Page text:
By Altaire Cambata
All Photos Courtesy of Justin May/Interwoven
Multicolored quarter-sized candy wrappers, amassed by the fist full, were slipping through my gloves on my thirtieth trip to the trash bag in the corner of the lot. I crouched again, my dirty knees hovering above the aged, twisted plastic, the remnants of a bygone lunch I had yet to excavate. Ten other swift and lively pairs of hands were similarly occupied: digging, manning hoes, rakes, and shovels, or tossing mounds of grass and earth over stonewalls on the periphery, and occasionally pausing to wipe beaded brows. We had already relocated cumbersome hunks of limestone, yanked out innumerable, sturdy weeds with stubborn rhizomes, and now we were tilling the earth only to find trash compacted thick as roots, extending at least a meter downward.
We were in the middle of a garbage pit; a mini landfill for the junior high school directly before us windows framing curious faces, bemused with disbelief as we toiled in a forgotten corner of their campus.
It was hard to imagine that in just a few days this yard – teeming with the remnants of a thousand snack times – would be transformed into an organic garden and teaching space, and yet, that is exactly what happened.
The work was being headed by young adults from around the world, volunteering for the Friends of the National Park Foundation (FNPF) on a small island off the coast of Bali, Indonesia. The island is a biological and cultural treasure, basically immune from all the trappings of Western culture, minus a conspicuous waste management problem. Mike Appleton, a long-time volunteer of FNPF, told us when we arrived that we would be lending our time to the new organic garden project on the island. Having received the funding to sow and reap ten pilot plots, Mike wanted to show islanders how a garden could be started literally anywhere. Hence the candy-wrappers.
What is particularly interesting about this plan is that the island, Nusa Penida, is veiled in porous, limestone-based soil which is notoriously difficult to cultivate . There is also a lack of local agricultural know-how. Long-term farming cooperatives never took root on the island. This spit of land off the coast of mainland Bali is where prisoners were thrown during the Klungkung dynasty; a sort of Alcatraz for political prisoners, delinquents and thieves — and even evil spirits. (Read Part I for a more in-depth explanation.)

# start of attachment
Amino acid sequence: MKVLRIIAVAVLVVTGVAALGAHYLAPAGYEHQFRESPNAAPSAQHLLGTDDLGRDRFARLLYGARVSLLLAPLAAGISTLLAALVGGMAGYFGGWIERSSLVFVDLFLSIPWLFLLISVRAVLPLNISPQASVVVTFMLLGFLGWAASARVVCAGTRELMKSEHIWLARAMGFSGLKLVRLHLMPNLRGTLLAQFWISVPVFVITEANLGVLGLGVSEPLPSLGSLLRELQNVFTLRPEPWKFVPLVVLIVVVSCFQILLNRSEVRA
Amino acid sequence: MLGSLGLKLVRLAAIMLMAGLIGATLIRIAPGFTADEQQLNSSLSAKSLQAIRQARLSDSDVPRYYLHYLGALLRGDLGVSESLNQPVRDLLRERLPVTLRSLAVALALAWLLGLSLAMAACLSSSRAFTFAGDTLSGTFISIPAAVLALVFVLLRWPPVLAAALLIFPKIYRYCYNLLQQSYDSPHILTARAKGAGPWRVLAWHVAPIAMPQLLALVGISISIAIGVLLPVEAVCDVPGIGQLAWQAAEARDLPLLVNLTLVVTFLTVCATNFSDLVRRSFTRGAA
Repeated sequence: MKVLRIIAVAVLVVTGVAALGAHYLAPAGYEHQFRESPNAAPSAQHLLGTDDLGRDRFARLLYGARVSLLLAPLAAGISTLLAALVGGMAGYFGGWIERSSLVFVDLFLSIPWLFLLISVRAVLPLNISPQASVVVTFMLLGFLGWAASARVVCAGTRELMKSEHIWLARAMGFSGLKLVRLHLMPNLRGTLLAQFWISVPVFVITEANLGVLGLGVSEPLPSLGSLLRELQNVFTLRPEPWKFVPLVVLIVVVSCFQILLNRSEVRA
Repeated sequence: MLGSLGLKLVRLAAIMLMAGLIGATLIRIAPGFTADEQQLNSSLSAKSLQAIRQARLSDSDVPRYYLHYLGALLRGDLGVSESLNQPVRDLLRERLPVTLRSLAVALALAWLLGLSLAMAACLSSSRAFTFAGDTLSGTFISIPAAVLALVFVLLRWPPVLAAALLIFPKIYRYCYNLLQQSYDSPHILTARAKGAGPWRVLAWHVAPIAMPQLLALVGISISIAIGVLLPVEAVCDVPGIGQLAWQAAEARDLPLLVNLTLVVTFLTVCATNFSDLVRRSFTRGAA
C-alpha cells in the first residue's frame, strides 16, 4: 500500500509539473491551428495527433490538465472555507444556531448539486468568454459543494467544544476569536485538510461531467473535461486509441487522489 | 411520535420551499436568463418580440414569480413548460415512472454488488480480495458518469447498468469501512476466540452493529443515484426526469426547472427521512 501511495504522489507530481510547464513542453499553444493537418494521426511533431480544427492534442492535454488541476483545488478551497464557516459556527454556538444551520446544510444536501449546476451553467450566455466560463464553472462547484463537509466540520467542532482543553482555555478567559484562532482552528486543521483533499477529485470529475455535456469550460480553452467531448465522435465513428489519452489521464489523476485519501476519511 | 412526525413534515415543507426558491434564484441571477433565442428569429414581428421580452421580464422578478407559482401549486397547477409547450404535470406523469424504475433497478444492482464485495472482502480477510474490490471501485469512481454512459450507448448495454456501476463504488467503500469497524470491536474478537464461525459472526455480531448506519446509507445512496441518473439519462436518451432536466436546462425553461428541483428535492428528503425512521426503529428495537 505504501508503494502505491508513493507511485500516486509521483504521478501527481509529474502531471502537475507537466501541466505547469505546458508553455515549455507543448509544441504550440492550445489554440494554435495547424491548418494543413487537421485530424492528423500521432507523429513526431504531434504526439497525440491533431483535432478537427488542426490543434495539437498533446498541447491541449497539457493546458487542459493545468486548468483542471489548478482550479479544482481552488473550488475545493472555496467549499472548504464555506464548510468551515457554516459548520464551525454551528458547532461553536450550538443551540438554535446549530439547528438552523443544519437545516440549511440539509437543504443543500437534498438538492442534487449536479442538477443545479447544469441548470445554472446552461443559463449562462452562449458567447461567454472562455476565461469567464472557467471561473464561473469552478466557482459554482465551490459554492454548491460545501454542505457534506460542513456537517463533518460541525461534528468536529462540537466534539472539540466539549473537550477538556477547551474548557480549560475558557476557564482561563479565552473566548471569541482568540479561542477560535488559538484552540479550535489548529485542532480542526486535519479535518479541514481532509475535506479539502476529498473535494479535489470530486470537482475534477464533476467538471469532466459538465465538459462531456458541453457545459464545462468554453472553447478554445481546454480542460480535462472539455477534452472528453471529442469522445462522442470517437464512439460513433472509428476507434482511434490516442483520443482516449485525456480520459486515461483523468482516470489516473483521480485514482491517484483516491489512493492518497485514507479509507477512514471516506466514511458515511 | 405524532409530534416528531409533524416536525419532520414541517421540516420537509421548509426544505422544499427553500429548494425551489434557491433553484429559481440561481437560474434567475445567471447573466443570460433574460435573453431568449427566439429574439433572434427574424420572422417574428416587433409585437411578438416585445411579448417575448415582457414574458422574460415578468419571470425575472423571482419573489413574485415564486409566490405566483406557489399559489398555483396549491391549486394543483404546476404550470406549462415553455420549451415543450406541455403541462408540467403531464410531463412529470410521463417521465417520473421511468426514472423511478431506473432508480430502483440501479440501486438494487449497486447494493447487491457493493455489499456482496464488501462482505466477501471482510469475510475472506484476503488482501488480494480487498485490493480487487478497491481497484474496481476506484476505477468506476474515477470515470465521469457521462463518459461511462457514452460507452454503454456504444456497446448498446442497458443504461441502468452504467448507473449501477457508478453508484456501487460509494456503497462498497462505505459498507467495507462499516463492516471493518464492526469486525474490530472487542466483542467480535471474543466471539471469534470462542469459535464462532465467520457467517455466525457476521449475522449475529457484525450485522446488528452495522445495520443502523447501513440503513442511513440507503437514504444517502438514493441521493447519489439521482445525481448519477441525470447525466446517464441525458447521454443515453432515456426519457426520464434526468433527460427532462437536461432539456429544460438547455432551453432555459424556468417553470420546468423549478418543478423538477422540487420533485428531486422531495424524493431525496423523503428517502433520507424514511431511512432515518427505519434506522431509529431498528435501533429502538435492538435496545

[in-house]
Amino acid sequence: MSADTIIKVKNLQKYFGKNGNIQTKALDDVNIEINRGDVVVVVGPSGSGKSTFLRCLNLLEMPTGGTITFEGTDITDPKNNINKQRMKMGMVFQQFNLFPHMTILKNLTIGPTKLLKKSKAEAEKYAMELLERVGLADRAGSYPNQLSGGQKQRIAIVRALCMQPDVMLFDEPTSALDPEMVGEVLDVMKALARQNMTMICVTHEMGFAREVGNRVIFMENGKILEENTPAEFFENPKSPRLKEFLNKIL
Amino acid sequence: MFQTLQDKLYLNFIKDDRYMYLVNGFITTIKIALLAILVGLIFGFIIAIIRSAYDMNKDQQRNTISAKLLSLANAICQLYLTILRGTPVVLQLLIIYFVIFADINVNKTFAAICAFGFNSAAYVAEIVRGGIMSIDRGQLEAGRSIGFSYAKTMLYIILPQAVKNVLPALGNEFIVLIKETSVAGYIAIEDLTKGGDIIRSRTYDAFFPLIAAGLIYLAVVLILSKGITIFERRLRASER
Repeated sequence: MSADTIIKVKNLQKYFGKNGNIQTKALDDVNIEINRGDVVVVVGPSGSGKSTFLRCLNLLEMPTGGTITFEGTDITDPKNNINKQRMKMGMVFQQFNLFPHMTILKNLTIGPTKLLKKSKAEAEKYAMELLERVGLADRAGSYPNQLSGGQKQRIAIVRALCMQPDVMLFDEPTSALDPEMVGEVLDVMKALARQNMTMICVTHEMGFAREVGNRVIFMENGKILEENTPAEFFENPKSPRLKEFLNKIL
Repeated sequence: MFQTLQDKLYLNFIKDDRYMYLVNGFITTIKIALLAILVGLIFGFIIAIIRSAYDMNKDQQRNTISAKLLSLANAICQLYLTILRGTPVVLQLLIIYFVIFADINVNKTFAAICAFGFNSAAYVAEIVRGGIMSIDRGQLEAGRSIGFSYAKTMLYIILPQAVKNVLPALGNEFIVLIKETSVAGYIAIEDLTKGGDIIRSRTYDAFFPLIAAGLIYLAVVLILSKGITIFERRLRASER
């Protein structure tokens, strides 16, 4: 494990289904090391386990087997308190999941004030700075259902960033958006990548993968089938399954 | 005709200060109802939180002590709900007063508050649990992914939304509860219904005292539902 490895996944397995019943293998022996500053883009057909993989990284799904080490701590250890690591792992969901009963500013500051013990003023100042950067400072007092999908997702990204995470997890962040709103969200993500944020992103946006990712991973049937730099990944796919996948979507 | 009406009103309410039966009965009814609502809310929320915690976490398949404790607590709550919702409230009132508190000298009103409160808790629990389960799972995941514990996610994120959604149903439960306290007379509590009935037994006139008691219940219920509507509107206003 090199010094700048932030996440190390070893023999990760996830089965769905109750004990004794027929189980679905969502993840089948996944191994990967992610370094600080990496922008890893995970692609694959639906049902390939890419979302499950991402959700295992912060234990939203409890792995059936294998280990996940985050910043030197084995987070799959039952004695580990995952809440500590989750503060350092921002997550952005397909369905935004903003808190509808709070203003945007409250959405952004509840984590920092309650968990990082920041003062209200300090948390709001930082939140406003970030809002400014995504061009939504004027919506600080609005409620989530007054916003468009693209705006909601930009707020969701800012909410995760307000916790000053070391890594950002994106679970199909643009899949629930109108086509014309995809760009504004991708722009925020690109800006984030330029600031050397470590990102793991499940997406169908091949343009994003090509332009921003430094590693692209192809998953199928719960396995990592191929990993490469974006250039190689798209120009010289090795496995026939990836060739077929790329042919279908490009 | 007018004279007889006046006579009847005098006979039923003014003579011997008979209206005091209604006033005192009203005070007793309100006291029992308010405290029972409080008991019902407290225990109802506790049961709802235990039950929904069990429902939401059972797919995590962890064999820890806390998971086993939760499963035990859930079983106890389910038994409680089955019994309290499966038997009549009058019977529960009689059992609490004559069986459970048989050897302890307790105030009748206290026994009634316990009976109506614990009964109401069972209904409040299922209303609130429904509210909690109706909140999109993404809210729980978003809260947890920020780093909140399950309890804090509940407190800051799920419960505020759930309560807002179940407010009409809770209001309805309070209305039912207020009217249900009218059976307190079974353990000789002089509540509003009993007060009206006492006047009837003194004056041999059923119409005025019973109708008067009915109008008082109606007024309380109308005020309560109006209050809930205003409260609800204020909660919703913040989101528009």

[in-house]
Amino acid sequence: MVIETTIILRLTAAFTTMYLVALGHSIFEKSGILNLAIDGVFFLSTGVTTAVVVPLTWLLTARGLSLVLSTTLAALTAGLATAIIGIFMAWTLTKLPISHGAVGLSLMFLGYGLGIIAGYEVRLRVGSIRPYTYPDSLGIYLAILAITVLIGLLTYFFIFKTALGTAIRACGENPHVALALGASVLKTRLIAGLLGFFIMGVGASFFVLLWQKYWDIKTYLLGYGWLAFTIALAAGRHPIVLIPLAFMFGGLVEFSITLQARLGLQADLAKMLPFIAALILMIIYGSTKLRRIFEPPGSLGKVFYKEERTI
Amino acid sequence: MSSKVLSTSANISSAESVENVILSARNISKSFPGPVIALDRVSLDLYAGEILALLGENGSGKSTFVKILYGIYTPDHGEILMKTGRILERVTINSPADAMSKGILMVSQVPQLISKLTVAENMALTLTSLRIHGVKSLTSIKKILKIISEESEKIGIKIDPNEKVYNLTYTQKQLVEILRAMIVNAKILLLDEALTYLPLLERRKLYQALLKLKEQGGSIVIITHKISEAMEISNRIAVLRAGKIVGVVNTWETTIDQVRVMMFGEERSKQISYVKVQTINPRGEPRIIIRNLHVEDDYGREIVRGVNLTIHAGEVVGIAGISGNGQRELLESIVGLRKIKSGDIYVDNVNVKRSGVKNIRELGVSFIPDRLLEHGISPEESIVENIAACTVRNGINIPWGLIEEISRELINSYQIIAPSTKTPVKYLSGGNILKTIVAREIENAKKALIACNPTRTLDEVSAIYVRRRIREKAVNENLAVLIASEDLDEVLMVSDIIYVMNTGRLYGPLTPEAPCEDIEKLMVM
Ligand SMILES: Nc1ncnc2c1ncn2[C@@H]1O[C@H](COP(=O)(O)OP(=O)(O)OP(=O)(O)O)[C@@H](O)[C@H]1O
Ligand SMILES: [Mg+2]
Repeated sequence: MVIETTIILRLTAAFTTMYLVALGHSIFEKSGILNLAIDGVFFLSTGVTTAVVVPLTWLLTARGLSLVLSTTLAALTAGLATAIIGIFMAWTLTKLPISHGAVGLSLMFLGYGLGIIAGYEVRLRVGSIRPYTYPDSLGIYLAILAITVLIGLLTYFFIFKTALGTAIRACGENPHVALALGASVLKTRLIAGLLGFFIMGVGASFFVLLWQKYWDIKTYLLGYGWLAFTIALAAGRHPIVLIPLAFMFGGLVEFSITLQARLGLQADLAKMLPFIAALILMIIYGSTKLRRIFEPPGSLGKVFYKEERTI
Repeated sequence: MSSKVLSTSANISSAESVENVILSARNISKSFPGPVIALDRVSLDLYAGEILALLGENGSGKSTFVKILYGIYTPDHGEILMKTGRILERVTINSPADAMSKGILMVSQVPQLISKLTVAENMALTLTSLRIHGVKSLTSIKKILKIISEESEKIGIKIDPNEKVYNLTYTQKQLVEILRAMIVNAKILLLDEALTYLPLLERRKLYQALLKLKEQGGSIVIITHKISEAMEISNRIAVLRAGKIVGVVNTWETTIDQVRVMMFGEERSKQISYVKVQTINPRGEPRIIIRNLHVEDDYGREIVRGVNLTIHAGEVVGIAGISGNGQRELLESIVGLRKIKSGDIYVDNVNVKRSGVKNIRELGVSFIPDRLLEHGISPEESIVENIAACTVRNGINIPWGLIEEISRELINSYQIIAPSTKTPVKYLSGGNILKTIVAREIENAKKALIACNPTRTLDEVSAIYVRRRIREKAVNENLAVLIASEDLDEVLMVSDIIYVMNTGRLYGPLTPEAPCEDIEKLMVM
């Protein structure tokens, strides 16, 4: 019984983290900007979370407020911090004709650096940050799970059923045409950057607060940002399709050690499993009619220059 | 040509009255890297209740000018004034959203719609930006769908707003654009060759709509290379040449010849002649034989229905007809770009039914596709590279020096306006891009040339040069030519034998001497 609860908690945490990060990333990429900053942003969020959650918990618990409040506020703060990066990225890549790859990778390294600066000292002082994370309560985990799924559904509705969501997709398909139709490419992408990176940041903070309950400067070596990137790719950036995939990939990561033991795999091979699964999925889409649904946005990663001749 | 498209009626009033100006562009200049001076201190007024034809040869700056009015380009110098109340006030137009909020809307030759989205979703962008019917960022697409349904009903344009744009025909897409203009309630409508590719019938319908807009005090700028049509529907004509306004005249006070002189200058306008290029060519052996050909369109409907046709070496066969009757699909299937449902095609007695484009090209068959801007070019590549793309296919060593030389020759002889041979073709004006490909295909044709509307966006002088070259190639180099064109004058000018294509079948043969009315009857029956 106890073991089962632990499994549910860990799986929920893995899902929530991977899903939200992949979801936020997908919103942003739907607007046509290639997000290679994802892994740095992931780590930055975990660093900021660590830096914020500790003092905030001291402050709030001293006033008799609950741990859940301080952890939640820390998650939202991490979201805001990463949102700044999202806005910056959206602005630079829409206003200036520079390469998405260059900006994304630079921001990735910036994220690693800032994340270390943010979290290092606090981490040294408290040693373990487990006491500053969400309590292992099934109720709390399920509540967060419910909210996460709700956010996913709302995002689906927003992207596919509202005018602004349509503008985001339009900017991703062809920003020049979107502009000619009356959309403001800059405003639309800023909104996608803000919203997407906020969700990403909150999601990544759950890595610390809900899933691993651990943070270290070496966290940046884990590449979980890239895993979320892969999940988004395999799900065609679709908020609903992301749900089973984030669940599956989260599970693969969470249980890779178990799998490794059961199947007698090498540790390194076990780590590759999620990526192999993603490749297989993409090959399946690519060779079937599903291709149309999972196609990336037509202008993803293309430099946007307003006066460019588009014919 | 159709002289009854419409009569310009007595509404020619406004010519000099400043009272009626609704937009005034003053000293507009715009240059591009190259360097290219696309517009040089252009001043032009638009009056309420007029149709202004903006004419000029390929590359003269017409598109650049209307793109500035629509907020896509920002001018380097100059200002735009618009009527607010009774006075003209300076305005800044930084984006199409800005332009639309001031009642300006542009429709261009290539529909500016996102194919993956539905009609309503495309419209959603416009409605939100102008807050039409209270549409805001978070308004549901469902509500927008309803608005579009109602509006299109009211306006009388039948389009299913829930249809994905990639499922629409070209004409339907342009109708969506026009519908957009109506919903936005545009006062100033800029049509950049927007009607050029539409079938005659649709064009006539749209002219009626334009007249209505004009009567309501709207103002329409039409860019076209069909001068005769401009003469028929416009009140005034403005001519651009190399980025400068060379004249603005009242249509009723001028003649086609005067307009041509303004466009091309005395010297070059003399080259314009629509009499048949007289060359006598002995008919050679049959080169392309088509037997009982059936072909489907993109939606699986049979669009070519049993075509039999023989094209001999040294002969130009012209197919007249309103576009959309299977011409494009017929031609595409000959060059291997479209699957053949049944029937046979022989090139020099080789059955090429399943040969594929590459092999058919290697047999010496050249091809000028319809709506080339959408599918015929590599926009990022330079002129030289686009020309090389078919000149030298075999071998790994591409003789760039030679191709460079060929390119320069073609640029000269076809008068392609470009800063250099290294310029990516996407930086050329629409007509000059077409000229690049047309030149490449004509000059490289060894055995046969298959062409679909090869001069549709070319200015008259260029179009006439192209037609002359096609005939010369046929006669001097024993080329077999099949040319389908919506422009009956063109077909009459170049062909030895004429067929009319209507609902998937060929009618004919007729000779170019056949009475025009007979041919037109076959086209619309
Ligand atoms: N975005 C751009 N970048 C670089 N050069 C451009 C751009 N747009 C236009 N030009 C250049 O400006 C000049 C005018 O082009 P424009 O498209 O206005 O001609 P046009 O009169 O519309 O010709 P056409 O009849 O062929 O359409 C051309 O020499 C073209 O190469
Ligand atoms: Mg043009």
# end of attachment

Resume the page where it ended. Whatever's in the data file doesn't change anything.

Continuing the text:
Instead, over the years, island-wide subsistence based farming became absent in the face of a somewhat lucrative and steady production of seaweed: the cash crop of the island. The majority of food eaten on the island is imported regularly from Bali – minus mangos, coconuts, and jackfruit, which appear in copious amounts during their respective seasons – and recently, the exchange has been strained…
In January of 2012, Nusa Penida was hit with unusual and destructive weather patterns. The FNPF center, based around sea level and about a kilometer from the tide, was completely flooded, while a small, freak tornado whipped through the interior forests of the island. The twelve kilometers of sea between Bali and Nusa Penida became rough, blustery and treacherous. Food shipments typically arriving by boat were delayed. Such unpredictably severe storms, combined with rising fuel costs, have Mike concerned and islanders anxious about future food security. If Nusa Penida, the poorest district in the Klungkung regency of Bali, cannot find more self-sufficient pathways for food procurement, the health of the people may be at risk. This is especially true if climate change projections are correct and tempestuous weather becomes an increasingly formidable intruder.